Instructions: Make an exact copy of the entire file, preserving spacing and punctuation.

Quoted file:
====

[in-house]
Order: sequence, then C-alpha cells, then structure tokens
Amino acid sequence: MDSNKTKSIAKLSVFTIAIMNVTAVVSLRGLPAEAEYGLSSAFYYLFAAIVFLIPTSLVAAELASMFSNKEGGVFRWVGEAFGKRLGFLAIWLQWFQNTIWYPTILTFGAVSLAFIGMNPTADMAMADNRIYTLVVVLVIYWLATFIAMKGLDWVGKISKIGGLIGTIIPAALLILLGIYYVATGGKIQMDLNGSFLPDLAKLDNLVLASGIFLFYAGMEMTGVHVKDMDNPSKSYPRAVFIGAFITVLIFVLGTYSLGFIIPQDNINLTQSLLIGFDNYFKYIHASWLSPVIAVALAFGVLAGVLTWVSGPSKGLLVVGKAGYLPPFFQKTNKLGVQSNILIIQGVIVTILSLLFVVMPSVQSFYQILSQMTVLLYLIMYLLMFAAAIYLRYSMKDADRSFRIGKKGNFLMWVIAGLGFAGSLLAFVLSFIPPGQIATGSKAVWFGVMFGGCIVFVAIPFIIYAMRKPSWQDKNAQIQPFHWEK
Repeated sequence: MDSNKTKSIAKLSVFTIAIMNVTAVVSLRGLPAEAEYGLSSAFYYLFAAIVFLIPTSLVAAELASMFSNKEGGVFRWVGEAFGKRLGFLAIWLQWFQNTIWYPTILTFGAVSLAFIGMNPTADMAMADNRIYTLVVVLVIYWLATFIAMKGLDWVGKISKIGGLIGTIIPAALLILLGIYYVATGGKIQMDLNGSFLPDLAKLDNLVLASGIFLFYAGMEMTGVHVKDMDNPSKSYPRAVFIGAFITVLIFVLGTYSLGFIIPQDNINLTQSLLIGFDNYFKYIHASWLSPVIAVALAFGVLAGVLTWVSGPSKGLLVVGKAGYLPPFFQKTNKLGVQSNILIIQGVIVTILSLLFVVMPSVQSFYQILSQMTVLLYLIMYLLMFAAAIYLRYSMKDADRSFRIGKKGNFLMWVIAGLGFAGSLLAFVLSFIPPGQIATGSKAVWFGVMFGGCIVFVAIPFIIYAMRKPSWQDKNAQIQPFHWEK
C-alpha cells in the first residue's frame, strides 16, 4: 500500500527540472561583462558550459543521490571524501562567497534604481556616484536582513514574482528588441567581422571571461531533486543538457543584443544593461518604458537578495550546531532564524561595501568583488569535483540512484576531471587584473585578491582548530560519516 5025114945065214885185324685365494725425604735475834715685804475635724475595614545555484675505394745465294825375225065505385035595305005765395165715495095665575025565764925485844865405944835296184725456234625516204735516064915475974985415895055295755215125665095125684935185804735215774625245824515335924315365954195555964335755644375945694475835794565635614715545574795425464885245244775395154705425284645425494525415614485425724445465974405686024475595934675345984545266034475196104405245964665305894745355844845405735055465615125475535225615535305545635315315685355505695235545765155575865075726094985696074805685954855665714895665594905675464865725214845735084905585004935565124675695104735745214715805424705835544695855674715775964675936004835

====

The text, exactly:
[in-house]
Order: sequence, then C-alpha cells, then structure tokens
Amino acid sequence: MDSNKTKSIAKLSVFTIAIMNVTAVVSLRGLPAEAEYGLSSAFYYLFAAIVFLIPTSLVAAELASMFSNKEGGVFRWVGEAFGKRLGFLAIWLQWFQNTIWYPTILTFGAVSLAFIGMNPTADMAMADNRIYTLVVVLVIYWLATFIAMKGLDWVGKISKIGGLIGTIIPAALLILLGIYYVATGGKIQMDLNGSFLPDLAKLDNLVLASGIFLFYAGMEMTGVHVKDMDNPSKSYPRAVFIGAFITVLIFVLGTYSLGFIIPQDNINLTQSLLIGFDNYFKYIHASWLSPVIAVALAFGVLAGVLTWVSGPSKGLLVVGKAGYLPPFFQKTNKLGVQSNILIIQGVIVTILSLLFVVMPSVQSFYQILSQMTVLLYLIMYLLMFAAAIYLRYSMKDADRSFRIGKKGNFLMWVIAGLGFAGSLLAFVLSFIPPGQIATGSKAVWFGVMFGGCIVFVAIPFIIYAMRKPSWQDKNAQIQPFHWEK
Repeated sequence: MDSNKTKSIAKLSVFTIAIMNVTAVVSLRGLPAEAEYGLSSAFYYLFAAIVFLIPTSLVAAELASMFSNKEGGVFRWVGEAFGKRLGFLAIWLQWFQNTIWYPTILTFGAVSLAFIGMNPTADMAMADNRIYTLVVVLVIYWLATFIAMKGLDWVGKISKIGGLIGTIIPAALLILLGIYYVATGGKIQMDLNGSFLPDLAKLDNLVLASGIFLFYAGMEMTGVHVKDMDNPSKSYPRAVFIGAFITVLIFVLGTYSLGFIIPQDNINLTQSLLIGFDNYFKYIHASWLSPVIAVALAFGVLAGVLTWVSGPSKGLLVVGKAGYLPPFFQKTNKLGVQSNILIIQGVIVTILSLLFVVMPSVQSFYQILSQMTVLLYLIMYLLMFAAAIYLRYSMKDADRSFRIGKKGNFLMWVIAGLGFAGSLLAFVLSFIPPGQIATGSKAVWFGVMFGGCIVFVAIPFIIYAMRKPSWQDKNAQIQPFHWEK
C-alpha cells in the first residue's frame, strides 16, 4: 500500500527540472561583462558550459543521490571524501562567497534604481556616484536582513514574482528588441567581422571571461531533486543538457543584443544593461518604458537578495550546531532564524561595501568583488569535483540512484576531471587584473585578491582548530560519516 5025114945065214885185324685365494725425604735475834715685804475635724475595614545555484675505394745465294825375225065505385035595305005765395165715495095665575025565764925485844865405944835296184725456234625516204735516064915475974985415895055295755215125665095125684935185804735215774625245824515335924315365954195555964335755644375945694475835794565635614715545574795425464885245244775395154705425284645425494525415614485425724445465974405686024475595934675345984545266034475196104405245964665305894745355844845405735055465615125475535225615535305545635315315685355505695235545765155575865075726094985696074805685954855665714895665594905675464865725214845735084905585004935565124675695104735745214715805424705835544695855674715775964675936004835